BUGKÓS : Source Cultures in Diaspora and the Rachel and Clare Tanner Collection

The Workshop

It was the perfect opportunity to reconnect source communities in diaspora with their own material culture in exile. When Deputy Consul General Rhenita Rodriquez of the Philippine Embassy in London asked me to help mount an exhibit of the Rachel and Clare Tanner Collection before it was donated back to the Philippines -- I jumped at the idea. What better way to decolonize curatorial practice than having the source communities themselves assess the significance of these objects, make the objects come alive and then tell their stories in a display of their making? I tried to convince the Tanners and the Embassy that this was the only way to go. They not only said yes – they went full force. Mr Tanner would travel from Bath and answer any sticky questions. The Embassy would set up the space, cater lunch, and do the introductions. It was a marvel of short-notice nimble planning.

So on November 21, 2022, migrants from the provinces of the Philippine Cordillera and Muslim Mindanao gathered together in one room to do a source community curation workshop. For four hours, everyone handled (with gloves), paraded, laughed, contradicted, asked questions about provenance, gave the local names for this head scarf or that tapis or that motif.. and then for the final bit - formulated the BIG IDEA for the exhibit -- what common threads were we seeing in the stories told? what did they want these objects to say? who was the exhibit for? what languages are we going to use?

It was exhilarating.

Seeing the commonalities between weaving traditions in Ifugao and Maguindanao. Talk of cultural appropriation, cash crops and selling of heirlooms, religion and change, localisation and the use of material culture as markers of identity in diaspora. Repre-sentation in the 1904 St Louis Exposition and its lingering embarrassments. The need to own their stories. The delight of recognition, of technical mastery, of remembering little details like how to fasten an Ifugao butong. See Candy Gourlay's quick video of the event here:

The Exhibit

June 26, 2023-October 2023

Sentro Rizal 10 Suffolk St.,London

Installation view of the exhibit
Installation view of the exhibit
Installation view of the exhibit
Installation view of the exhibit
Installation view of the exhibit
Installation view of the exhibit
Installation view of the exhibit
Installation view of the exhibit
Installation view of the exhibit
Installation view of the exhibit
Installation view of the exhibit
Installation view of the exhibit

Based on the discussions with the working group, we proceeded to identify one big narrative and four sub-themes. The working title that came out of the workshop was "Common Threads"  or generally, the idea of found commonalities and shared reactions to the various objects we worked on. We ended up using the term Bugkos (Cebuano) that connotes this idea along with all the iterations of the same thought in various other Philippine languages.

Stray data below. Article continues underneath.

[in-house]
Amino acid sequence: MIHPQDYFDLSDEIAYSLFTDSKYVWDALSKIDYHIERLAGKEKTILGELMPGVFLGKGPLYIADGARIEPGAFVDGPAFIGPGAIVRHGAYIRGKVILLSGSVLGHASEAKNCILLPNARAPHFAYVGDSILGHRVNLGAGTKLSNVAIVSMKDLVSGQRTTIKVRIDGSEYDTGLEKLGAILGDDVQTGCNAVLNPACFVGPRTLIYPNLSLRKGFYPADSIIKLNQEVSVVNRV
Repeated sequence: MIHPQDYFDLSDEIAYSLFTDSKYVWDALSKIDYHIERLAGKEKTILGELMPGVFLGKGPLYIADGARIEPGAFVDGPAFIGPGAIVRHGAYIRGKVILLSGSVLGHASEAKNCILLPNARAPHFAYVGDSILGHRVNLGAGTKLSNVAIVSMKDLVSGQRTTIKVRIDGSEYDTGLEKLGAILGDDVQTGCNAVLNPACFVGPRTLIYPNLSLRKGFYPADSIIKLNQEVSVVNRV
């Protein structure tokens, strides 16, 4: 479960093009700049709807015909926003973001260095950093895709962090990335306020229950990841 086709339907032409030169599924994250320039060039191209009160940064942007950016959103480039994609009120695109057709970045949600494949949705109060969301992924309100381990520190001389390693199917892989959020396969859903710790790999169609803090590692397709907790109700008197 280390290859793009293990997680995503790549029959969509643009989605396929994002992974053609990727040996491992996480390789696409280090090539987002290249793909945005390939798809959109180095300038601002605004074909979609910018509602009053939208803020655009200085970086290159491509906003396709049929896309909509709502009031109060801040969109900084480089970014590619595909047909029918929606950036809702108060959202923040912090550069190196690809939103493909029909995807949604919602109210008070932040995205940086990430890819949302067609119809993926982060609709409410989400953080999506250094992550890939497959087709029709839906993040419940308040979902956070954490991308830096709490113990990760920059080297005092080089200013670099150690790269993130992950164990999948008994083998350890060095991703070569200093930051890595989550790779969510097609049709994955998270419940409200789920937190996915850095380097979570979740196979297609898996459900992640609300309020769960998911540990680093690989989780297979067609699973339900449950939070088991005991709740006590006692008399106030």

We also articulated the  four smaller stories from the general discussion and named each of the 4 sections in the exhibit as

a) Shared Idioms

b) Markers of Prestige

c) War and Peace

d) Old and New

Target Audience:

It was clear from the discussions that they mainly wanted the exhibit for 2nd generation Filipinos living in the UK. They wanted the show to express this need to connect with community heritage and show that they could come up with an exhibit that would evoke some sense of pride in the target audience.  There was talk of the 1904 St Louis Exposition and how the Igorots and Moros were “displayed”  then  and they had hoped that this would somehow give them a better sense of ownership for their culture. They agreed that English would be used but with some focus on translating key words in several Philippine languages.

Exhibition Content and Source: 

 We catalogued the 27 items comprising the Rachel and Clare Tanner Collection and added it to the inventory of the Mapping Project. We included in the annotations some additional research about the objects as well as the general reactions of the source communities coming out of the workshop.

All items with photos and detail shots are found here. https://philippinestudies.uk/mapping/collections/show/441

Soon, we hope to add to the provenance of this collection as "Repatriated to the National Museum of the Philippines" - once the exhibit closes and the objects are sent back home.

Shared Idioms

We discovered that words from the different Philippine vernaculars we speak were simultaneously specific to our localities, but also common across the archipelago. There was surprise and delight in the various ways we named the “apog” used for betel nut chewing, simultaneously as we saw that “paan” chewing was not only common in the Cordilleras but also in the Tagalog regions, the Visayas and Mindanao and even in the whole of South East Asia. We talked about the terms for backstrap looms, the different words for weaving, the local names of natural dyes from plants — which all varied in surprisingly specific ways.